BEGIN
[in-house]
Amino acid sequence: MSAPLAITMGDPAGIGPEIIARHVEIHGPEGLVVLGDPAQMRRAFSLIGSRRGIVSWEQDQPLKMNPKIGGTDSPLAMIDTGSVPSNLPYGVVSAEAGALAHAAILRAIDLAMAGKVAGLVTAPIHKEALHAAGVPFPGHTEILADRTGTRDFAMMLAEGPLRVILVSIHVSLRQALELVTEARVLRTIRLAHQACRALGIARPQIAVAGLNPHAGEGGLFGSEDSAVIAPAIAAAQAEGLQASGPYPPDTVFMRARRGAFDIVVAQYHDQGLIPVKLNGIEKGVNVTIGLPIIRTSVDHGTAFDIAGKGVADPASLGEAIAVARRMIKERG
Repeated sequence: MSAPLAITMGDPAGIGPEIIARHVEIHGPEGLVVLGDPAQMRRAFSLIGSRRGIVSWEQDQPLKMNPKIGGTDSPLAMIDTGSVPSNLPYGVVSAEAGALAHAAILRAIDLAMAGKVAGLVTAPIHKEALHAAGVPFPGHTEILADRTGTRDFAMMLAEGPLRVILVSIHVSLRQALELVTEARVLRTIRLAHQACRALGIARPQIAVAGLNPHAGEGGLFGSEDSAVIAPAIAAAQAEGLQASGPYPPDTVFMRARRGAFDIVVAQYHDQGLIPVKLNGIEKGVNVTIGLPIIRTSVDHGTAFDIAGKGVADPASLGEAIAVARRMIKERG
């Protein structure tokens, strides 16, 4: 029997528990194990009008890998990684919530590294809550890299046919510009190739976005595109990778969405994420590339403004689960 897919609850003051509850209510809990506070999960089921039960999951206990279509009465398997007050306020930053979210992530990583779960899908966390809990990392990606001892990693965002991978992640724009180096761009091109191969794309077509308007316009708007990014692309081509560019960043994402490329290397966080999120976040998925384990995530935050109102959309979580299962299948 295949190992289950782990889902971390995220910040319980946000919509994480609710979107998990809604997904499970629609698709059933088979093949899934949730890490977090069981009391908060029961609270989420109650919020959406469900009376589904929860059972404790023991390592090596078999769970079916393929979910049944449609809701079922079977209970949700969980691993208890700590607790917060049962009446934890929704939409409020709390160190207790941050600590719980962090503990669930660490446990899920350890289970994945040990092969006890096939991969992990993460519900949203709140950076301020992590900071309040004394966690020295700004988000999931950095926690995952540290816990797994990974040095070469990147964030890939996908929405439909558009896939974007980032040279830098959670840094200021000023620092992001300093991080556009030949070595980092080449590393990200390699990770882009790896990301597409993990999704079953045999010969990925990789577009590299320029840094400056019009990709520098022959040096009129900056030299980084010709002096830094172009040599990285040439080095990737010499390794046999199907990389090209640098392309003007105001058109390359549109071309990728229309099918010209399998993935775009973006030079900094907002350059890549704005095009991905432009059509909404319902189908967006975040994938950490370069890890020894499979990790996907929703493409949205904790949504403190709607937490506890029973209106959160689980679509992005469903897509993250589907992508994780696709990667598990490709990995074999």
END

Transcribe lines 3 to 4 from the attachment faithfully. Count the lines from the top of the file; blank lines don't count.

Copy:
Repeated sequence: MSAPLAITMGDPAGIGPEIIARHVEIHGPEGLVVLGDPAQMRRAFSLIGSRRGIVSWEQDQPLKMNPKIGGTDSPLAMIDTGSVPSNLPYGVVSAEAGALAHAAILRAIDLAMAGKVAGLVTAPIHKEALHAAGVPFPGHTEILADRTGTRDFAMMLAEGPLRVILVSIHVSLRQALELVTEARVLRTIRLAHQACRALGIARPQIAVAGLNPHAGEGGLFGSEDSAVIAPAIAAAQAEGLQASGPYPPDTVFMRARRGAFDIVVAQYHDQGLIPVKLNGIEKGVNVTIGLPIIRTSVDHGTAFDIAGKGVADPASLGEAIAVARRMIKERG
């Protein structure tokens, strides 16, 4: 029997528990194990009008890998990684919530590294809550890299046919510009190739976005595109990778969405994420590339403004689960 897919609850003051509850209510809990506070999960089921039960999951206990279509009465398997007050306020930053979210992530990583779960899908966390809990990392990606001892990693965002991978992640724009180096761009091109191969794309077509308007316009708007990014692309081509560019960043994402490329290397966080999120976040998925384990995530935050109102959309979580299962299948 295949190992289950782990889902971390995220910040319980946000919509994480609710979107998990809604997904499970629609698709059933088979093949899934949730890490977090069981009391908060029961609270989420109650919020959406469900009376589904929860059972404790023991390592090596078999769970079916393929979910049944449609809701079922079977209970949700969980691993208890700590607790917060049962009446934890929704939409409020709390160190207790941050600590719980962090503990669930660490446990899920350890289970994945040990092969006890096939991969992990993460519900949203709140950076301020992590900071309040004394966690020295700004988000999931950095926690995952540290816990797994990974040095070469990147964030890939996908929405439909558009896939974007980032040279830098959670840094200021000023620092992001300093991080556009030949070595980092080449590393990200390699990770882009790896990301597409993990999704079953045999010969990925990789577009590299320029840094400056019009990709520098022959040096009129900056030299980084010709002096830094172009040599990285040439080095990737010499390794046999199907990389090209640098392309003007105001058109390359549109071309990728229309099918010209399998993935775009973006030079900094907002350059890549704005095009991905432009059509909404319902189908967006975040994938950490370069890890020894499979990790996907929703493409949205904790949504403190709607937490506890029973209106959160689980679509992005469903897509993250589907992508994780696709990667598990490709990995074999």